23rd November 2014


My dear Aunt Elaine, fondly known as Miss Elaine which must be pronounced in a single slur of affection, has been the center of Thanksgiving jokes for longer than I can remember. It all started, many years ago, when she accidentally left a dish of marshmallow-topped sweet potatoes under the broiler for too long. Any one could guess what happened, but according to my family, the entire Thanksgiving meal hinged on this single dish of sweet potatoes. And every year the story grows.

The marshmallows morphed into a column of molten goo that burst forth from the oven claiming anyone in range.

The particular odor of singed sweet potato could be smelled for miles around, drawing fire fighters from every corner of Piney Woods, Texas.

Due to the extreme heat, the casserole dish broke in twain and opened up some extra, previously unknown dimension into the bowels of Thanksgiving side-dish Hell, allowing all manner of victual demons to rise and devour the rest of the Thanksgiving meal.

Needless to say, Miss Elaine was never allowed to make Thanksgiving sweet potatoes ever again. At least while the rest of the family was around.



Despite the sweet potato incident, which I’m still not sure ever really happened, Miss Elaine is quite a fantastic cook. One that deserves a better tall tale than the story of the sweet potatoes from hell. So I’ve come up with a four different Thanksgiving sweet potato toppings that should restore her name and quiet our libel slinging family, at least for another year or two.



Each of these toppings is quick and easy and could even be prepared ahead of time. You can make individually topped potatoes like I did and set up a sweet potato toppings bar, allowing your guests to create their own; or, you can make a traditional big batch of mashed sweet potatoes in a casserole dish and top with whichever version suites you and your family.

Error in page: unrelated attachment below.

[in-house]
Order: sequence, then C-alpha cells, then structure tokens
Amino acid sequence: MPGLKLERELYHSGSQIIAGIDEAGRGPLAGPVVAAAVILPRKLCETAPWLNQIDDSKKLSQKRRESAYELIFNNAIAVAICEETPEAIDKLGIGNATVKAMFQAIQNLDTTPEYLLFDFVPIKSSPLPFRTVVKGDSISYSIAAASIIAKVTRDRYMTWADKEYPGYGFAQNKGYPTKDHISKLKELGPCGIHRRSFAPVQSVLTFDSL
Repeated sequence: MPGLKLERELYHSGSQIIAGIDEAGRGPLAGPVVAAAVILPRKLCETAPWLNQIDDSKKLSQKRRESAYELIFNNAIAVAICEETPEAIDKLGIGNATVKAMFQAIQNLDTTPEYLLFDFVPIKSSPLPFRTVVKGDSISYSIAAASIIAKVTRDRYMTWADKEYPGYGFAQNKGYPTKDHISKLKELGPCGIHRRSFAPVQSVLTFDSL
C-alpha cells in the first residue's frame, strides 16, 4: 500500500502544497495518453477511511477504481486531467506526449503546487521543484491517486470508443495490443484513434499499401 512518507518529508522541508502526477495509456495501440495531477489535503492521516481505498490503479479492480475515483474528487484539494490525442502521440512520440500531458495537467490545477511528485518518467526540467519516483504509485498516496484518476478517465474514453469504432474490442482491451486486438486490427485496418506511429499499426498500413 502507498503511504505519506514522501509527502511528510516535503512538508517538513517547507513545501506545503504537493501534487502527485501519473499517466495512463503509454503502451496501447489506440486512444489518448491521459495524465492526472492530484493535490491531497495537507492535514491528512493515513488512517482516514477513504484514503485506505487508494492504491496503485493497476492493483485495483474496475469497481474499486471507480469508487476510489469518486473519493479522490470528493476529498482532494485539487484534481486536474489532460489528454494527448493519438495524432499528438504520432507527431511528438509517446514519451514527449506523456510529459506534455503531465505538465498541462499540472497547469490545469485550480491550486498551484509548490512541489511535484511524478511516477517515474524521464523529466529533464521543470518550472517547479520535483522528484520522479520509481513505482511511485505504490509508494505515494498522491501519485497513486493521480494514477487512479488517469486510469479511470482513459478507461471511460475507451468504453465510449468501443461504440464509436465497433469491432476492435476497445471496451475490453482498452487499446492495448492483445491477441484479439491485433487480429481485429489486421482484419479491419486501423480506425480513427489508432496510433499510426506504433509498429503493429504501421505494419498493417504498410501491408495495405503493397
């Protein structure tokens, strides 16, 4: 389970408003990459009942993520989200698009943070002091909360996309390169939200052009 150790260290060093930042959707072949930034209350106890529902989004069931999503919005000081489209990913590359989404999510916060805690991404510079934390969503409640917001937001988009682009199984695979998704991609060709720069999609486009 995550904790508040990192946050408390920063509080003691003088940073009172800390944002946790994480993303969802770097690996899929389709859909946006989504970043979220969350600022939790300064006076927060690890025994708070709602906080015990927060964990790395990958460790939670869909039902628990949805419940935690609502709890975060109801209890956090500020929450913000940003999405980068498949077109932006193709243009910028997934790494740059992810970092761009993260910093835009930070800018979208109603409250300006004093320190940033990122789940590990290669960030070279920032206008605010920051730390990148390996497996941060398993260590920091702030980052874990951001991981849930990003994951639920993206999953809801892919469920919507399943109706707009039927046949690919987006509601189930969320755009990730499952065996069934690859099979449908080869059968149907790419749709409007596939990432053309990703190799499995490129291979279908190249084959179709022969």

Toasted Bourbon Vanilla Meringue Sweet Potatoes
for every egg white add at least 2 tablespoons of sugar and 1/4 teaspoon of vanilla | a one egg meringue can top 2-3 potatoes

egg whites
Bourbon vanilla (or just plain bourbon if you prefer)
baked sweet potatoes

1. In the bowl of your stand mixer or in a large bowl, beat the egg whites on low until foamy. Continue to beat on high until peaks begin to form. Add in the sugar a tablespoon at a time, beating until all the sugar is used and stiff peaks form. Beat in vanilla and/or bourbon.

2. Spoon dollops of meringue over baked and split sweet potatoes and broil under low heat for 15 to 20 seconds, moving the pan around the flame as needed.


Bacon Fat Spiced Pecans, Brown Butter + Molasses Sweet Potatoes
make extra pecans for snacking, because these will be your new best friend | for every cup of pecans use 1 tablespoon fat, 1 teaspoon cinnamon, 1/2 teaspoon chile and salt

bacon fat (or butter), melted
chile powder
brown butter
baked sweet potatoes

1. Set the oven to 400 degrees.